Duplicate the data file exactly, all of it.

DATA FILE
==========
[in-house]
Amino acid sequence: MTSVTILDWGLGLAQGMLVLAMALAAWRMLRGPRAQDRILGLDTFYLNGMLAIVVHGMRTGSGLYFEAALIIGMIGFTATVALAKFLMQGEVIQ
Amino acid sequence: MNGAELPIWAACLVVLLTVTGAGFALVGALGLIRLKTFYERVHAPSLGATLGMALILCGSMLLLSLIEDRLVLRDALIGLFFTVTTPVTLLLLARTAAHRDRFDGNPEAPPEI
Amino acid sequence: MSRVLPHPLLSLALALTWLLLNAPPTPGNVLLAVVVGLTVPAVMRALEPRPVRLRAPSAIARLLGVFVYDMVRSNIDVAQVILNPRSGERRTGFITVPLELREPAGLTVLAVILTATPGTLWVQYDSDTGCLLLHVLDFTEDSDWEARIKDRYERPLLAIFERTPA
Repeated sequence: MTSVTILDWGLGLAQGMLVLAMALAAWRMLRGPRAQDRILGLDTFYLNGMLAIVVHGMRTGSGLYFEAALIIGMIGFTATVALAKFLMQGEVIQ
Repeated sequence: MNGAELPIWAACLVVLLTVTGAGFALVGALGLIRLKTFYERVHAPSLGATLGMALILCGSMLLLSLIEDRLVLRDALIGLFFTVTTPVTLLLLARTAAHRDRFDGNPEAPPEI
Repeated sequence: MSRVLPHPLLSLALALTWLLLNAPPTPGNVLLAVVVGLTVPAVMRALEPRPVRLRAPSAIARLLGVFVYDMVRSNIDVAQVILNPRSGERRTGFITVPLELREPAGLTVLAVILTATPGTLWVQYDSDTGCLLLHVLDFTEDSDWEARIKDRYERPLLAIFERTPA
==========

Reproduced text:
[in-house]
Amino acid sequence: MTSVTILDWGLGLAQGMLVLAMALAAWRMLRGPRAQDRILGLDTFYLNGMLAIVVHGMRTGSGLYFEAALIIGMIGFTATVALAKFLMQGEVIQ
Amino acid sequence: MNGAELPIWAACLVVLLTVTGAGFALVGALGLIRLKTFYERVHAPSLGATLGMALILCGSMLLLSLIEDRLVLRDALIGLFFTVTTPVTLLLLARTAAHRDRFDGNPEAPPEI
Amino acid sequence: MSRVLPHPLLSLALALTWLLLNAPPTPGNVLLAVVVGLTVPAVMRALEPRPVRLRAPSAIARLLGVFVYDMVRSNIDVAQVILNPRSGERRTGFITVPLELREPAGLTVLAVILTATPGTLWVQYDSDTGCLLLHVLDFTEDSDWEARIKDRYERPLLAIFERTPA
Repeated sequence: MTSVTILDWGLGLAQGMLVLAMALAAWRMLRGPRAQDRILGLDTFYLNGMLAIVVHGMRTGSGLYFEAALIIGMIGFTATVALAKFLMQGEVIQ
Repeated sequence: MNGAELPIWAACLVVLLTVTGAGFALVGALGLIRLKTFYERVHAPSLGATLGMALILCGSMLLLSLIEDRLVLRDALIGLFFTVTTPVTLLLLARTAAHRDRFDGNPEAPPEI
Repeated sequence: MSRVLPHPLLSLALALTWLLLNAPPTPGNVLLAVVVGLTVPAVMRALEPRPVRLRAPSAIARLLGVFVYDMVRSNIDVAQVILNPRSGERRTGFITVPLELREPAGLTVLAVILTATPGTLWVQYDSDTGCLLLHVLDFTEDSDWEARIKDRYERPLLAIFERTPA